Insight Java Client: Downloadable workspace
Of this list, the best two tools to user are:
The Luna Viewer: Browse and search 100,000+ maps
MapRank Search: Browse & search 6000 maps by time & place
I will show you how to use each. Note that in these examples we will be using a computer to search the site rather than a mobile device or tablet.
The Luna Viewer: How to browse & search the maps
In the main menu under View Collection select the Luna Viewer. Under Luna Viewer click the Launch Luna Viewer button.
The Luna Viewer at David Rumsey Map Collection
Tips for keyword searching:
In most cases it helps to start with a fairly broad search to see the full range of available maps
Be cautious with abbreviations. “MN” does not return “Minn” or “Minnestota”.
Advance search provides you with the use of full Boolean operators like “and,” “or,” “greater than,” “contains,” and others.
After a search, to return to the full collection, click on “show all” under the search button.
Let’s look at an example of using the keyword search in tandem with the Refine column. If you search for New York City, you will be searching all of the data associated with the maps. Since many maps may have been published in New York City, you will likely see many maps for other areas. You can improve this search by going to the Refine column and under Where clicking on New York City.
The Refine column will show you the first five options in each category (What, Where, Who, When). Click More to reveal all of the additional refining options in that category.
Click More to see all refining options in the Luna Viewer
From the returned results, click a map to view it.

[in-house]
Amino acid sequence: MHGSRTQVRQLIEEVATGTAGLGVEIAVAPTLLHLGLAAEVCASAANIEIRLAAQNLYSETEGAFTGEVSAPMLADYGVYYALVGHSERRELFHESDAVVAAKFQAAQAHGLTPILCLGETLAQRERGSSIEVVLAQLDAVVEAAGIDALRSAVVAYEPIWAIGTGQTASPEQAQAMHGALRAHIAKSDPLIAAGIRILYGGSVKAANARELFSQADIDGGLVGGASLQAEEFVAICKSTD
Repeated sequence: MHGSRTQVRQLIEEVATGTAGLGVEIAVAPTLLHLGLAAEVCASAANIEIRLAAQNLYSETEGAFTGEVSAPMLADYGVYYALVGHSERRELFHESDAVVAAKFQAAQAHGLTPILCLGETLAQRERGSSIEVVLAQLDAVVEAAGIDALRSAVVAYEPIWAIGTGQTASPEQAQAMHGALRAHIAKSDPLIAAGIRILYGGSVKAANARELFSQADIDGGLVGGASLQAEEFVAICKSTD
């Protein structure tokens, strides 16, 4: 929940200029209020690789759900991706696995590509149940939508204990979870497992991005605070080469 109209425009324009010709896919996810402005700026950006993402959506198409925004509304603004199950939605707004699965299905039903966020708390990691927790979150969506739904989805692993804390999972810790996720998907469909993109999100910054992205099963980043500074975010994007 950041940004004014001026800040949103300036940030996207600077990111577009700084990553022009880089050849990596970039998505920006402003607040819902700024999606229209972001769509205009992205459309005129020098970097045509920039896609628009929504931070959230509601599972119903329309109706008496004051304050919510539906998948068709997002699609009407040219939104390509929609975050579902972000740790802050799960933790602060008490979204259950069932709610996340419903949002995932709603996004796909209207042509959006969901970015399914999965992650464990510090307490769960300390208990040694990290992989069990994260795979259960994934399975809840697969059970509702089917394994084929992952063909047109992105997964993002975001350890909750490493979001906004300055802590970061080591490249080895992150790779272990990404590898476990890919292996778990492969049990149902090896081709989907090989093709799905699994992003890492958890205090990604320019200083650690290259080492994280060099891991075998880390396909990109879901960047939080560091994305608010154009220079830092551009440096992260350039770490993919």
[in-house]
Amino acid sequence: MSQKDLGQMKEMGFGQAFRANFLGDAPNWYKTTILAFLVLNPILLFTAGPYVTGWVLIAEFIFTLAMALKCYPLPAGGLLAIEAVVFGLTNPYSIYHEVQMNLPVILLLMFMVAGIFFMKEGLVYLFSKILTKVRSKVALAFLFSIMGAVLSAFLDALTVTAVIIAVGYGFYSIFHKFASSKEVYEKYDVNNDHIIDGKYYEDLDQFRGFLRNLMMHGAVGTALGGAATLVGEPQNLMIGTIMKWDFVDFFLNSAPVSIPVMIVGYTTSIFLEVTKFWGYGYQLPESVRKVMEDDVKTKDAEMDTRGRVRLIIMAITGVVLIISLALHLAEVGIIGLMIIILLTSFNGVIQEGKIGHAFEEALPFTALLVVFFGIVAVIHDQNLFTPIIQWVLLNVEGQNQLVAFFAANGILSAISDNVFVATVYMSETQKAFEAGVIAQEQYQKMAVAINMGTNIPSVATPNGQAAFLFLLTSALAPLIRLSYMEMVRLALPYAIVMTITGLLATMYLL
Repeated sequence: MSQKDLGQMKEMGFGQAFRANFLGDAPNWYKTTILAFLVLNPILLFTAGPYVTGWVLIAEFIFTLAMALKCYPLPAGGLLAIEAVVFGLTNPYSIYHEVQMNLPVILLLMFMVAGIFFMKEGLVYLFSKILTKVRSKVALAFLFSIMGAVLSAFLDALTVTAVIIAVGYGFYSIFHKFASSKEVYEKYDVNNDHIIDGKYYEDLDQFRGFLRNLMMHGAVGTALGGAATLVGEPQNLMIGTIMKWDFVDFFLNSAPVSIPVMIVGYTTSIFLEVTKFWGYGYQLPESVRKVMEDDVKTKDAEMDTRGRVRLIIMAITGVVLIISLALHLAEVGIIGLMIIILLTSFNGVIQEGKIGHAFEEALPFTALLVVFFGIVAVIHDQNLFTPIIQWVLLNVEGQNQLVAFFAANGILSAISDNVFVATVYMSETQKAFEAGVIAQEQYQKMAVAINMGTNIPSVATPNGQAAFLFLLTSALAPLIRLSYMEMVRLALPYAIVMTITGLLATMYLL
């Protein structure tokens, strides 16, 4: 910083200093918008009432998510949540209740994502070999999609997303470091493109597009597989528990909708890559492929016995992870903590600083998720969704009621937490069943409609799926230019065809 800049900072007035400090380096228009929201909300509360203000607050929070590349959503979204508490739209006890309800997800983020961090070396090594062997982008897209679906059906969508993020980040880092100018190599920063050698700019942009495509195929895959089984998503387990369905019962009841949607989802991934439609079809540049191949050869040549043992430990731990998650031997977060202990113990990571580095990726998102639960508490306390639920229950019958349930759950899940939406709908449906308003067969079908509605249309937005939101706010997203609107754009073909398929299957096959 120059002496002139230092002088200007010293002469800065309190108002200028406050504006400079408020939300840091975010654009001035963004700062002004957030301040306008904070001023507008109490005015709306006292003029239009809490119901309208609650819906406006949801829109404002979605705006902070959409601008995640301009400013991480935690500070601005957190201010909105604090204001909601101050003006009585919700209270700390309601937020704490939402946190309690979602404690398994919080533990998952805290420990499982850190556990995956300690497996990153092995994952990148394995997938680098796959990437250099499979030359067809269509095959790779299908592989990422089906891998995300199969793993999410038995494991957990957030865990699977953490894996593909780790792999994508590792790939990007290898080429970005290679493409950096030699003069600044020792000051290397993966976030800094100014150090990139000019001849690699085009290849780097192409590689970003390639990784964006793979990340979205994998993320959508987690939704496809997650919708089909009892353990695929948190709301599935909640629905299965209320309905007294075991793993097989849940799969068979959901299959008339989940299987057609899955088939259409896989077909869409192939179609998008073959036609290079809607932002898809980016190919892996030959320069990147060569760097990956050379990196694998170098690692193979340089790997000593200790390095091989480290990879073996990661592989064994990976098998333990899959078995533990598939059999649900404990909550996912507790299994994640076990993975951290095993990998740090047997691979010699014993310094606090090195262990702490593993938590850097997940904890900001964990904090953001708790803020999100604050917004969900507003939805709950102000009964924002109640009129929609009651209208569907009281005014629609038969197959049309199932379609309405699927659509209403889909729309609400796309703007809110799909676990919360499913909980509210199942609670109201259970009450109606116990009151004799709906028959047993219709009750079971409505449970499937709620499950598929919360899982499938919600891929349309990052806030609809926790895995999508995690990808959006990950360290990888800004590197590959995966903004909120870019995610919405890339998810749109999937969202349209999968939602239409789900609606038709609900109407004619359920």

You can select multiple items in the Refine column to filter more narrowly. Remove a filter by clicking it under Remove at the top of the Refine column.
Like genealogical records, old maps may include several pages. Look above the blue BUY PRINT button to see the number of Related maps. In my example of a map of the 1939 World’s Fair in New York City, there were two map pages available. Click Related to display all of the available pages.
Click the Related link to view all related map pages.
DavidRumsey.com Advanced Search
The Advanced Search feature can be found in two locations:
Inside the search box – click your mouse in the box and select Advanced Search from the drop-down list
At the bottom of the Refine column on the left side of the screen.
Advanced Search gives you more control over how you search. Let’s look at an example by searching for Sanborn fire insurance maps.
Searching for Sanborn Fire Insurance Maps
The David Rumsey Map Collection website includes many Sanborn Fire Insurance maps. These maps were created for insurance purposes and provide an incredible amount of detail about individual buildings and dwellings in a given neighborhood.
I recommend using the Advanced Search feature to search for these maps. This is because over the years the name of the company as publisher changed.
How to Find Sanborn Maps:
Click on Advanced Search at the bottom of the Refine column